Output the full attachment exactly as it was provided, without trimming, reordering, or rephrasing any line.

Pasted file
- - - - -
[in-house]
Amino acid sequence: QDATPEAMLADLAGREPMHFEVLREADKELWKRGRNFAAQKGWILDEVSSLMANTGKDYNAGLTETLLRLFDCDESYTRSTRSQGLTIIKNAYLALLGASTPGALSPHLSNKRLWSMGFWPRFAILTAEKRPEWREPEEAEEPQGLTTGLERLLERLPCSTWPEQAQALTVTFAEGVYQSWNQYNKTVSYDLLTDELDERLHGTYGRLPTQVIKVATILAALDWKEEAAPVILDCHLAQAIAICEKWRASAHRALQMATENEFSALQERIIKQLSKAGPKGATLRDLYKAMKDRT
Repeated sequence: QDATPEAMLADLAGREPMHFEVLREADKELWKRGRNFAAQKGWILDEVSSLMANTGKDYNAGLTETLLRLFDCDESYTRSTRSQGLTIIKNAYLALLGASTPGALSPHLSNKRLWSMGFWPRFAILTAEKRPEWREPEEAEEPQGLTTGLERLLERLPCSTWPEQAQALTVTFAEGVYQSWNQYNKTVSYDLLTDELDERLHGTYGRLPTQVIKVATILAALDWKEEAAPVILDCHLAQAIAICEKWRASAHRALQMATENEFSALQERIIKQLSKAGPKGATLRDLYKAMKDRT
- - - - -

[in-house]
Amino acid sequence: QDATPEAMLADLAGREPMHFEVLREADKELWKRGRNFAAQKGWILDEVSSLMANTGKDYNAGLTETLLRLFDCDESYTRSTRSQGLTIIKNAYLALLGASTPGALSPHLSNKRLWSMGFWPRFAILTAEKRPEWREPEEAEEPQGLTTGLERLLERLPCSTWPEQAQALTVTFAEGVYQSWNQYNKTVSYDLLTDELDERLHGTYGRLPTQVIKVATILAALDWKEEAAPVILDCHLAQAIAICEKWRASAHRALQMATENEFSALQERIIKQLSKAGPKGATLRDLYKAMKDRT
Repeated sequence: QDATPEAMLADLAGREPMHFEVLREADKELWKRGRNFAAQKGWILDEVSSLMANTGKDYNAGLTETLLRLFDCDESYTRSTRSQGLTIIKNAYLALLGASTPGALSPHLSNKRLWSMGFWPRFAILTAEKRPEWREPEEAEEPQGLTTGLERLLERLPCSTWPEQAQALTVTFAEGVYQSWNQYNKTVSYDLLTDELDERLHGTYGRLPTQVIKVATILAALDWKEEAAPVILDCHLAQAIAICEKWRASAHRALQMATENEFSALQERIIKQLSKAGPKGATLRDLYKAMKDRT